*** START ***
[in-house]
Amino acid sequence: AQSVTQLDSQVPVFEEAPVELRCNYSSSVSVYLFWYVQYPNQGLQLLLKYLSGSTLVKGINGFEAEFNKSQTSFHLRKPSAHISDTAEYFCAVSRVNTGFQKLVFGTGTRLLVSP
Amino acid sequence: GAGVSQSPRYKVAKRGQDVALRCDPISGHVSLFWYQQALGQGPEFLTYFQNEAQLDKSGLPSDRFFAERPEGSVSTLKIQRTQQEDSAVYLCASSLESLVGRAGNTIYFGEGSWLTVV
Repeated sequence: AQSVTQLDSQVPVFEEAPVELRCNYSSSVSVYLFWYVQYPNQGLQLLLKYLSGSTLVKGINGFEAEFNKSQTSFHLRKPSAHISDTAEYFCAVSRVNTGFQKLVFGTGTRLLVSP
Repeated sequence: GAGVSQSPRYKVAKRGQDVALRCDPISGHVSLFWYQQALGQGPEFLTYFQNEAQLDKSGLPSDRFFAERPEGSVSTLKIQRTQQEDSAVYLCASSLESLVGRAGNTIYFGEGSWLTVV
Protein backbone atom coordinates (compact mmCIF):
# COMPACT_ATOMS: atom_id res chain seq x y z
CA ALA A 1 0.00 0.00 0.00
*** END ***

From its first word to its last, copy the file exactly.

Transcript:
[in-house]
Amino acid sequence: AQSVTQLDSQVPVFEEAPVELRCNYSSSVSVYLFWYVQYPNQGLQLLLKYLSGSTLVKGINGFEAEFNKSQTSFHLRKPSAHISDTAEYFCAVSRVNTGFQKLVFGTGTRLLVSP
Amino acid sequence: GAGVSQSPRYKVAKRGQDVALRCDPISGHVSLFWYQQALGQGPEFLTYFQNEAQLDKSGLPSDRFFAERPEGSVSTLKIQRTQQEDSAVYLCASSLESLVGRAGNTIYFGEGSWLTVV
Repeated sequence: AQSVTQLDSQVPVFEEAPVELRCNYSSSVSVYLFWYVQYPNQGLQLLLKYLSGSTLVKGINGFEAEFNKSQTSFHLRKPSAHISDTAEYFCAVSRVNTGFQKLVFGTGTRLLVSP
Repeated sequence: GAGVSQSPRYKVAKRGQDVALRCDPISGHVSLFWYQQALGQGPEFLTYFQNEAQLDKSGLPSDRFFAERPEGSVSTLKIQRTQQEDSAVYLCASSLESLVGRAGNTIYFGEGSWLTVV
Protein backbone atom coordinates (compact mmCIF):
# COMPACT_ATOMS: atom_id res chain seq x y z
CA ALA A 1 0.00 0.00 0.00